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Interview: REL

Rel flowers

Los Angeles is known for its legendary rock bands and the downtown Riverbed that features in most blockbuster car chases and big-budget music videos. But 20-year-old pop artist r e l beats to a very different drum, and her brand of feel-good music, known as evoca-pop, is turning the heads of many local and international tastemakers. We asked the rising songstress about the creative processes behind her sound, covering Glass Animals, and the influence of Los Angeles on her music and personal outlook.

Your music has been given a number of different labels, from dream-pop and alternative R&B, but how would you describe your sound for readers unfamiliar with r e l?

Evoca-pop™ – Bold, bright, beautiful, blue, green, red, gold, white, left-leaning pop, and pop with heart.

You do have quite a diverse sound across your releases, who are your musical influences and how did you bring all of those sounds together?

M.I.A. , Michael Jackson, Sia, Beyonce, The Beatles, Rihanna, Jamie XX, David Bowie, Nina Simone, Kurt Cobain, Madonna, Kendrick Lamar, Childish Gambino, Stromae, Frank Sinatra, Earth Wind & Fire, Kimbra, and Grimes.

I bring the songs together by soaking in the music I like, the music that speaks to me. I’m like a sponge, for better and for worse, especially when it comes to music. I am evolving all the time with my sound, more and more it grows stronger. I listen to the first music I put out, and feel so far away from where I was when I worked on that project, both sonically and as a person. Still with the same heart and intent, but more life, experience and direction.

In that case it’s not a how did I bring all the sounds together, but how do I. It isn’t something calculated with me, or at least it wasn’t when I jumped into it. I had to make the project, it was making me so anxious not to create and share. I’m constantly doing the work, it makes me happy!

What was the story behind your latest single, Factory

The story is a familiar one – assimilation, trying to fit in, being sad in the process, and maybe not even knowing you are sad. People have so much more control over their happiness than they realize. Factory has been labelled by blogs as a feminist song, and it is because I am a woman, so I’ve lived that perspective solely. Being a female comes with so many invisible forces that suppress and inhibit, but it is meant to be a song for all people, about awareness and happiness.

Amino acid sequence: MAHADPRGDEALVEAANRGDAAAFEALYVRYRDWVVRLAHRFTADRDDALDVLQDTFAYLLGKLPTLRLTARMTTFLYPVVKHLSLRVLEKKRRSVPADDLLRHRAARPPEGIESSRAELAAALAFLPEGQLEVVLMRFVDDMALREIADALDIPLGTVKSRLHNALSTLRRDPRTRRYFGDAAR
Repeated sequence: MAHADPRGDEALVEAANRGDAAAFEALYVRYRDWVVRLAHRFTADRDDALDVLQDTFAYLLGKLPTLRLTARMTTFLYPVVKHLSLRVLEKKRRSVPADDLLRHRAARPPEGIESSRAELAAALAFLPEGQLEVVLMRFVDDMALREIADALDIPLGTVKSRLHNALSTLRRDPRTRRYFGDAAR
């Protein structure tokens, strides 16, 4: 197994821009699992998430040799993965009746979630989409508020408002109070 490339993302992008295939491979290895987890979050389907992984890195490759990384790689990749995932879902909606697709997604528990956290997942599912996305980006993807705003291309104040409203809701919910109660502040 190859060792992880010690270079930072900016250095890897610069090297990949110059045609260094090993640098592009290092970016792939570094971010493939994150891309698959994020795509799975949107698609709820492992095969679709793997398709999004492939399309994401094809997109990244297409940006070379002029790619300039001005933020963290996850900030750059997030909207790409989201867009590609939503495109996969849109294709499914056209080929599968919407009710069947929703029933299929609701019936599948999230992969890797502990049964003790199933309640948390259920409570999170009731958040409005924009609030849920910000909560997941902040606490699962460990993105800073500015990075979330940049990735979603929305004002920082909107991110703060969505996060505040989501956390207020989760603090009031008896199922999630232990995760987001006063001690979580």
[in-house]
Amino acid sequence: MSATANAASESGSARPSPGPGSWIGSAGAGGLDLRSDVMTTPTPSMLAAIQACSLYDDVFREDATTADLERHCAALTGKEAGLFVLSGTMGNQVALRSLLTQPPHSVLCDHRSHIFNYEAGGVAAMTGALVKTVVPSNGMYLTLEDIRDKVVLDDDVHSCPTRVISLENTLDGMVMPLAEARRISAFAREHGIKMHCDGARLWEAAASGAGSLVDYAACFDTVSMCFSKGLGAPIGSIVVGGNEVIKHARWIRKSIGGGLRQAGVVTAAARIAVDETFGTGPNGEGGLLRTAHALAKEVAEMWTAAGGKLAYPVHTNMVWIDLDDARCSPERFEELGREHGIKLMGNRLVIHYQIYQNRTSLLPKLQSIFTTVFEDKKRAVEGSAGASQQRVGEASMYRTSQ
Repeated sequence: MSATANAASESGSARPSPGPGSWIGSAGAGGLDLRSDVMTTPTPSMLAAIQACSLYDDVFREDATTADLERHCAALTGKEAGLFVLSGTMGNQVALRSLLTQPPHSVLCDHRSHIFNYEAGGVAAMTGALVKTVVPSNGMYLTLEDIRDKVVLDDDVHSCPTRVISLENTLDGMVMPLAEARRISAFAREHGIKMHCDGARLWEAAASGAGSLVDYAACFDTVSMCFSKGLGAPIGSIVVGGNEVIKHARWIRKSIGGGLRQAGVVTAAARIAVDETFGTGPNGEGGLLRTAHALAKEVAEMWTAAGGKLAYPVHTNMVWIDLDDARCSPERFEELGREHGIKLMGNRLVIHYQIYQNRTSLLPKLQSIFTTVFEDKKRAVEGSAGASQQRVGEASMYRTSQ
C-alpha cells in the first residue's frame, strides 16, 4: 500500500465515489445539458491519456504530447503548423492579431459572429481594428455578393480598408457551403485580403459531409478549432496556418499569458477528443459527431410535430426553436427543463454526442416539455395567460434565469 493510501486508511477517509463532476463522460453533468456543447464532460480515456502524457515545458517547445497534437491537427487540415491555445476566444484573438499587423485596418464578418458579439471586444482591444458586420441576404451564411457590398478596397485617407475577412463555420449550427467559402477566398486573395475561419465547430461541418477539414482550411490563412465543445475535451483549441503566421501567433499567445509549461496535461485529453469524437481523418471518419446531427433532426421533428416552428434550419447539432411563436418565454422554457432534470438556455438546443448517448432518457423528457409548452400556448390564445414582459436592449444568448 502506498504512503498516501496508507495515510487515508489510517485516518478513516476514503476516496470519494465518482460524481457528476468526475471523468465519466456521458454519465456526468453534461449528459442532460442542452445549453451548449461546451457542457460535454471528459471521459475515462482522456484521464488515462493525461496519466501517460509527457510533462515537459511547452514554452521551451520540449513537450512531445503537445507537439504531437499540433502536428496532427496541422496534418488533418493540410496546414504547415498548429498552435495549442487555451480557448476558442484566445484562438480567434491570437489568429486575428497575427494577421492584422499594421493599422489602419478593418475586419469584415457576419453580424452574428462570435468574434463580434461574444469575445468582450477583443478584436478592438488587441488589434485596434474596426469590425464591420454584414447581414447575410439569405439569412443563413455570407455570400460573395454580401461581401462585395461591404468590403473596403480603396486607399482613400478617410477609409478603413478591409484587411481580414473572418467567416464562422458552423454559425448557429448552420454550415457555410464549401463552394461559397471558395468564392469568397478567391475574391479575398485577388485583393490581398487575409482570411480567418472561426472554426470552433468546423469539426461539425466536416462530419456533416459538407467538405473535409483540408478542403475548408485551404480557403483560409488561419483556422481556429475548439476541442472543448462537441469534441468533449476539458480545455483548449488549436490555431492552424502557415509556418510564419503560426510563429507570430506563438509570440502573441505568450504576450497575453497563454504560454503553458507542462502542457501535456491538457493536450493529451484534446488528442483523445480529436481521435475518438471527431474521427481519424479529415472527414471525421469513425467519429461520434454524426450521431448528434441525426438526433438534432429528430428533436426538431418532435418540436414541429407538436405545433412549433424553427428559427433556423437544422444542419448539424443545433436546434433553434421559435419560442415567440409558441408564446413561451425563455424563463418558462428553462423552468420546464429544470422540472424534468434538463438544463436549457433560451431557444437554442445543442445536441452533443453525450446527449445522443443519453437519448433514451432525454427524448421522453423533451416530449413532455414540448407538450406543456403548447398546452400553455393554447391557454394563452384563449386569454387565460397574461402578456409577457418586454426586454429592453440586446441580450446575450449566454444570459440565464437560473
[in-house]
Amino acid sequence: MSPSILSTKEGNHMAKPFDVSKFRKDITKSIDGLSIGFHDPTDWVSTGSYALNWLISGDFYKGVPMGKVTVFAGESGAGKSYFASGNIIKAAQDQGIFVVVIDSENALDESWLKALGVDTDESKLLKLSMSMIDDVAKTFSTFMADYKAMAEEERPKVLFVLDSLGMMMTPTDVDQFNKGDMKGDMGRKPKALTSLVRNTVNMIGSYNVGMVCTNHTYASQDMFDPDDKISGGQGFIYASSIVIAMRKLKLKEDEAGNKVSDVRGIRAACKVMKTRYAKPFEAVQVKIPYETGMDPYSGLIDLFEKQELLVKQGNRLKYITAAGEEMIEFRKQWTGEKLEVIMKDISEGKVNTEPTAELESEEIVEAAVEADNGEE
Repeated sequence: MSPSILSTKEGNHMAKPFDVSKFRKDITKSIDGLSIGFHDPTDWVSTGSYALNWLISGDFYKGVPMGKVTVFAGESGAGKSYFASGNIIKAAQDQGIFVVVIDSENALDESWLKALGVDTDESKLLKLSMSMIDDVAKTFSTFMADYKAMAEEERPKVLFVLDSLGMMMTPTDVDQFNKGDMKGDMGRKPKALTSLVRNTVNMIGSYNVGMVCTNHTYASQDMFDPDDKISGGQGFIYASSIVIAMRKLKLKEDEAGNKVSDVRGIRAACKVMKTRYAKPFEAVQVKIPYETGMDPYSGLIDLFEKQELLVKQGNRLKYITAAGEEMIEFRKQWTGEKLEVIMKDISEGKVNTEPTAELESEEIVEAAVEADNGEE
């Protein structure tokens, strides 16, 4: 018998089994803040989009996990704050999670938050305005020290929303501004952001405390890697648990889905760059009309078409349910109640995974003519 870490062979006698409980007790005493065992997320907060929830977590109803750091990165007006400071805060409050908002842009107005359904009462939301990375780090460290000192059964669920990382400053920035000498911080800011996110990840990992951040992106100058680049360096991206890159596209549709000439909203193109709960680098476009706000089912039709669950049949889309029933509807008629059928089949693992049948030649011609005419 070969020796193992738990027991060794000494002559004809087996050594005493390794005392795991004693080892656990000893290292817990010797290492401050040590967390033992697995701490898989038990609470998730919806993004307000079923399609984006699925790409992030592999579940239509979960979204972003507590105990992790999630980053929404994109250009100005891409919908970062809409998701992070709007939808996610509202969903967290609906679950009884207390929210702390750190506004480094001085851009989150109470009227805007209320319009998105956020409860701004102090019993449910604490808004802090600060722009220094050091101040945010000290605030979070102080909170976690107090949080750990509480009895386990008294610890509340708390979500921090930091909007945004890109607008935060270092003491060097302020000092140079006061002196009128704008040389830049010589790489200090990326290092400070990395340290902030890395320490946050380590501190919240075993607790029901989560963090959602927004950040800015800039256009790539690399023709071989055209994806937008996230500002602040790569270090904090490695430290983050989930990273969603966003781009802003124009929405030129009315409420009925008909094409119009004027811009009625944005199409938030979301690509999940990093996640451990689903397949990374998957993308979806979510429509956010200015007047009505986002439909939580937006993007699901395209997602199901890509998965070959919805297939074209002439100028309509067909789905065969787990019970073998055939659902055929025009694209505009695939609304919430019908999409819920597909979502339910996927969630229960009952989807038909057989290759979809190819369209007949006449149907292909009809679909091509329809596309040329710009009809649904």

You’re working on new material for an album, what can fans expect from the first full-length release?

This is actually going to be a visual mixtape. I’ve been building it for a while now and it’s going to be pretty big, I hope. Self-love and consciousness are two things I’m very keen on, obsessed with, you could say. This project has my whole heart in it and it’s quite collaborative at the same time. There will be features on the project – I’m working with some really special people. There’s a visual component, a series of videos going along with the music. One is done and a few in the pre-production stage.

Los Angeles is an historic place when it comes to music, with so many different sounds being fostered in the city. Do you think that LA has inspired or shaped your music while you writing?

LA is inspiring and disheartening at the same time. I suppose all big cities can teach you lots about people… humanity with its quirks and qualms. LA is particular because the world is watching it. It is self-aware and ridiculous, visible and invisible, breathing and lifeless all at once. LA has shaped my writing, and so has the suburb in Chicago I grew up in until age 12. So have the places I’ve visited and people I meet, it all comes into my creative process.  

Your cover of Gooey by Glass Animals has an amazing ethereal quality, what drew you to that track?

I was listening to the radio in my car earlier this year and the song came on. I decided to do a cover then! I love the way Glass Animals worked on the track. They focused on creating an energy and let the words come as they built it. Jynjo is a good friend and collaborator, he’s brilliant and produced the track. We actually share the same birthday, only he was born one year earlier.

The music videos for your tracks always have an interesting visual style, do you write your music with the visual element in mind or are the productions formed after?

I never write a song with the intent of achieving a certain visual end, however I will sometimes imagine visuals while working on a new song. Other times the idea comes when the song is finished, and other times even, I have ideas for visuals and collaborate with someone on achieving them. The last way was how we filmed Gooey.

Lastly, when do you expect to bring your beautiful music Down Under?

Oh gosh, as soon as possible! I’ve never been. I have a feeling 2017 will be a big year, full of travel and light!

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